Orlando Free Fall to be torn down after Tyre Sampson’s death

The Orlando Free Fall, a drop tower from which 14-year-old tourist Tyre Sampson fell to his death in March, will be taken down, the attraction’s operators said Thursday.

But exactly when that will happen isn’t clear.

The decision is a relief for Tyre’s parents, Yarnell Sampson and Nekia Dodd, who have repeatedly called for the ride to be dismantled. Sampson has said he wants a permanent memorial to his son at the site after a temporary memorial was removed this summer.

“[Sampson] has been advocating for this since the day Tyre fell to his death,” Sampson’s lawyers Ben Crump and Bob Hilliard wrote Tuesday, wrote in a statement that called the announcement “long overdue.”

“The Orlando Free Fall ride never should have been permitted to operate under those faulty conditions,” it continued. “Theme parks, their parent companies, and regulatory agencies must do better to prevent this kind of tragedy from happening to any other family.”

Dodd told reporters in April she wanted officials to “get rid” of the Orlando Free Fall, calling it “too big of a risk.”

“[Knowing] it will never operate again is a little bit comforting for her amid her grief,” her attorney Michael Haggard said Thursday in an interview.

Billed as the world’s tallest free-standing drop tower at 430 feet, the ride opened at ICON Park in December and had been in use for just less than three months when the St. Louis teenager slipped out from his restraint and fell as the attraction slowed to its end.

Ride operator Orlando Slingshot shut down the Free Fall and its other ride at the ICON Park, the Orlando SlingShot, after the accident. ICON Park, an International Drive entertainment complex, requested in March that the rides be closed indefinitely pending a safety investigation.

Tyre’s death sparked an immediate public outcry to take down the ride permanently and for ride safety authorities to scrutinize current safety laws. The teen’s family sued the Orlando Slingshot, ICON Park and the attraction’s manufacturers and installers in April. That suit is ongoing.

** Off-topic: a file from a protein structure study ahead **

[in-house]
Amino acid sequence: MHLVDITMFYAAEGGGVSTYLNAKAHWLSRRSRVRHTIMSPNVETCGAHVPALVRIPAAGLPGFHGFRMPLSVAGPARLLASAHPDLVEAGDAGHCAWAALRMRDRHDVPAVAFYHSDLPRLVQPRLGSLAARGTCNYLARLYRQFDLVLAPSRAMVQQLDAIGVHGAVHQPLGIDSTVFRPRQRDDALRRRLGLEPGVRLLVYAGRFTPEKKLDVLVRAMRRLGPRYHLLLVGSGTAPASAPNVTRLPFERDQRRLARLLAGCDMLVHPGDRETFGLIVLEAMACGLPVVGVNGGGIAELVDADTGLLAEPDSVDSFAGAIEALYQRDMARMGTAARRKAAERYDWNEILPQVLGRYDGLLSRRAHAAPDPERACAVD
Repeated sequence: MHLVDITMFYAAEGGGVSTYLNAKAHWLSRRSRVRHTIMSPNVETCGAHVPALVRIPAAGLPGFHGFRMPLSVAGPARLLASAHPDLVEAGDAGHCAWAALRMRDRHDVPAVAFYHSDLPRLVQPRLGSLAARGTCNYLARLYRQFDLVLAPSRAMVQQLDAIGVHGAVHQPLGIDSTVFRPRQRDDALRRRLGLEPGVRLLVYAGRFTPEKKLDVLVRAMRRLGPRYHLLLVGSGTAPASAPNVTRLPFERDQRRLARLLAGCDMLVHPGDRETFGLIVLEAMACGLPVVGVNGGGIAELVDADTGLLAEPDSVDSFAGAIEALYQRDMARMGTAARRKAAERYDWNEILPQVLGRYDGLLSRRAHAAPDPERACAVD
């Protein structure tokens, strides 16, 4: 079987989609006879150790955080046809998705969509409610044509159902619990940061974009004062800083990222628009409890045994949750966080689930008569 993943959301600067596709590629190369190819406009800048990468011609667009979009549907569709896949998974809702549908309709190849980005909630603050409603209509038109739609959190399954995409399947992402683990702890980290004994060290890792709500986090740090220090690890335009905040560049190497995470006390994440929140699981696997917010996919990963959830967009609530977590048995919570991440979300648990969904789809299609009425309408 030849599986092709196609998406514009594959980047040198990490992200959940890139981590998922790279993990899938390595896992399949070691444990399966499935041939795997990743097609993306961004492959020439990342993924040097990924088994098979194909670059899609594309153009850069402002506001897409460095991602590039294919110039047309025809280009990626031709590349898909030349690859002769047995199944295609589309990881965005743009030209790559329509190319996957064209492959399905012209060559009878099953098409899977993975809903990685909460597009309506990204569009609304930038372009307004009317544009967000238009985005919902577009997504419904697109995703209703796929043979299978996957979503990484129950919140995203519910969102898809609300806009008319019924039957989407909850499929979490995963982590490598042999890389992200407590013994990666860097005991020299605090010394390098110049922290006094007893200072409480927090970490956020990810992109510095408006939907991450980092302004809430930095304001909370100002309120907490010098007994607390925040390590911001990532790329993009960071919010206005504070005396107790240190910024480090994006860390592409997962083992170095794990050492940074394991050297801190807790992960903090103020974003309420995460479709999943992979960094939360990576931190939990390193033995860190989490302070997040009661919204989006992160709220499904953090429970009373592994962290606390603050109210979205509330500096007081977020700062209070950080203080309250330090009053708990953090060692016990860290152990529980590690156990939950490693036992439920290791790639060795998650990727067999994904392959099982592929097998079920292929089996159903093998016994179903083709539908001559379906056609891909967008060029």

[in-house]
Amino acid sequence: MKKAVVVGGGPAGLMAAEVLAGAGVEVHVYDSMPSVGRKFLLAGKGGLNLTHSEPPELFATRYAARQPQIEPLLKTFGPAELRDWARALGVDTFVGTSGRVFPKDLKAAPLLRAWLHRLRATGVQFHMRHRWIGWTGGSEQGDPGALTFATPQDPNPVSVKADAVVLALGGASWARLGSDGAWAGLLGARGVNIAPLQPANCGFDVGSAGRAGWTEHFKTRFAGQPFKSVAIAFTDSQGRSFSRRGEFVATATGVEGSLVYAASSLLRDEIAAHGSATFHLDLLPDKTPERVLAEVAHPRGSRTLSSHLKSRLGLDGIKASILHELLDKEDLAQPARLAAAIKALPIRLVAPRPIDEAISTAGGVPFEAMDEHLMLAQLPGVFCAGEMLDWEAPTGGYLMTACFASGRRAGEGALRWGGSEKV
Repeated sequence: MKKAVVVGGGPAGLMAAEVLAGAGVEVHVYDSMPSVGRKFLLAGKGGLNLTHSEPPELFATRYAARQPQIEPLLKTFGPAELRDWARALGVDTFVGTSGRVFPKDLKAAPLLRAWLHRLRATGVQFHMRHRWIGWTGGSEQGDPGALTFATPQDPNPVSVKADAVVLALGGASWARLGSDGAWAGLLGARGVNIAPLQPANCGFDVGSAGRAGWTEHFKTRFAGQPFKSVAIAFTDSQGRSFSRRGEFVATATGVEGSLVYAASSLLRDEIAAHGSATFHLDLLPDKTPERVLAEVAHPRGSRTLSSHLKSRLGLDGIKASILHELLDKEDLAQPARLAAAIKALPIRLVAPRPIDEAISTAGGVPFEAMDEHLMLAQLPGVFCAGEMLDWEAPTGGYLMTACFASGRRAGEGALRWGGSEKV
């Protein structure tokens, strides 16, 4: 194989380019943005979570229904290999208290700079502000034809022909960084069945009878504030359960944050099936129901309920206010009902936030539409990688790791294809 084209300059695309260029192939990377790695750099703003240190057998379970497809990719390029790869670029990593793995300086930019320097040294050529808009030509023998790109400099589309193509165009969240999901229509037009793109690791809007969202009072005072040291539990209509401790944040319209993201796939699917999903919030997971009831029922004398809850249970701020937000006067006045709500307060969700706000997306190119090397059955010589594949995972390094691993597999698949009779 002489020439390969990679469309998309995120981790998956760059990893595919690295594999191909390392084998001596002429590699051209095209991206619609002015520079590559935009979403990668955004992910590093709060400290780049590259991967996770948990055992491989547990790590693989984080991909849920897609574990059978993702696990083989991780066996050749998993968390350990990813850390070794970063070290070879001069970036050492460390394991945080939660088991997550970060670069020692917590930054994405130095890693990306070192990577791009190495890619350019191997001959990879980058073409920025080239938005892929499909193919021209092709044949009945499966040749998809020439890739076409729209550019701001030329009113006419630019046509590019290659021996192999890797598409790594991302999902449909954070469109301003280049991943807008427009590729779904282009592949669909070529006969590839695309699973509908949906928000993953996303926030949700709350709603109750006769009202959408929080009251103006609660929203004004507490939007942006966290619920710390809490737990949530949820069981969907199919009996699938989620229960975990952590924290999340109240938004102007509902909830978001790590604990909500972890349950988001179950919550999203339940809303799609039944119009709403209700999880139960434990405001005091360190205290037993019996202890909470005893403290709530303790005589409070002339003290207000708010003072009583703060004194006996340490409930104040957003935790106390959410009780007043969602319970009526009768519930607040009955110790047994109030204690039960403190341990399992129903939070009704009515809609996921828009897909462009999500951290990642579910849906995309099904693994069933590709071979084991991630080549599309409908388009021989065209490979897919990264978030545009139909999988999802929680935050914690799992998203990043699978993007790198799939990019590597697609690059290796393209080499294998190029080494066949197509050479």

Slingshot CEO Ritchie Armstrong said the company decided to tear down the ride after hearing those calls.

“We are devastated by Tyre’s death. We have listened to the wishes of Tyre’s family and the community, and have made the decision to take down the FreeFall,” Armstrong said in a statement. “In addition, Orlando Slingshot will honor Tyre and his legacy in the classroom and on the football field by creating a scholarship in his name.”

The company did not provide a timeline for the ride’s demise Thursday, saying it was pending approval from all the parties involved and state regulatory agencies. Details about the scholarship weren’t yet available.

Shelby Scarpa, a spokeswoman for the Florida Department of Agriculture and Consumer Services, said Orlando Slingshot can’t alter or take down the ride until the agency finishes its investigation, but the company has been in touch with the agency about its decision.

The agency has not released a timeline for the probe, calling it a complex case.

In April, the state agency released an engineering report that found the safety sensors on two of the Free Fall’s seats had been modified to open between three and four inches wider than on other seats. The agency’s investigation to determine who made the adjustments and when is still ongoing.

The adjustments apparently allowed Tyre, a football player who stood 6-foot-2 and weighed 383 pounds, to slip out of the harness, the report said. Tyre weighed nearly 100 pounds over the weight limit determined by the ride’s manufacturer, reports confirmed.

Agriculture Commissioner Nikki Fried previously said she was waiting on the full investigation to be completed before taking part in determining the ride’s future.

A statement from ICON Park said the company supported the decision.

“Tyre’s death is a tragedy that we will never forget,” the unsigned statement read. “As the landlord, ICON Park welcomes and appreciates Orlando Slingshot’s decision to take down the ride.”

Along with closing the ride, reforming ride safety laws has been one of Tyre’s family’s top demands since the accident, Haggard said.

State Rep. Geraldine Thompson, D-Orlando, has been a vocal advocate for the Sampson family and improving Florida’s ride safety laws.

Through a spokesperson, she said the Orlando Slingshot’s decision “shows consideration for the pain still suffered by the Sampson family and members of the community.”

“The continued presence or operation of the Free Fall Ride would be a constant reminder of the disregard for the health, safety and well-being of Tyre Sampson and others who patronize our amusement parks.” she said.

Thompson, who in August was elected to the state Senate, has pledged to file a bill in Tyre Sampson’s name for the next legislative session in the spring. Early ideas for it include more frequent inspections for Florida’s smaller attractions, stricter training standards for ride operators and mandated safety signs outside rides.

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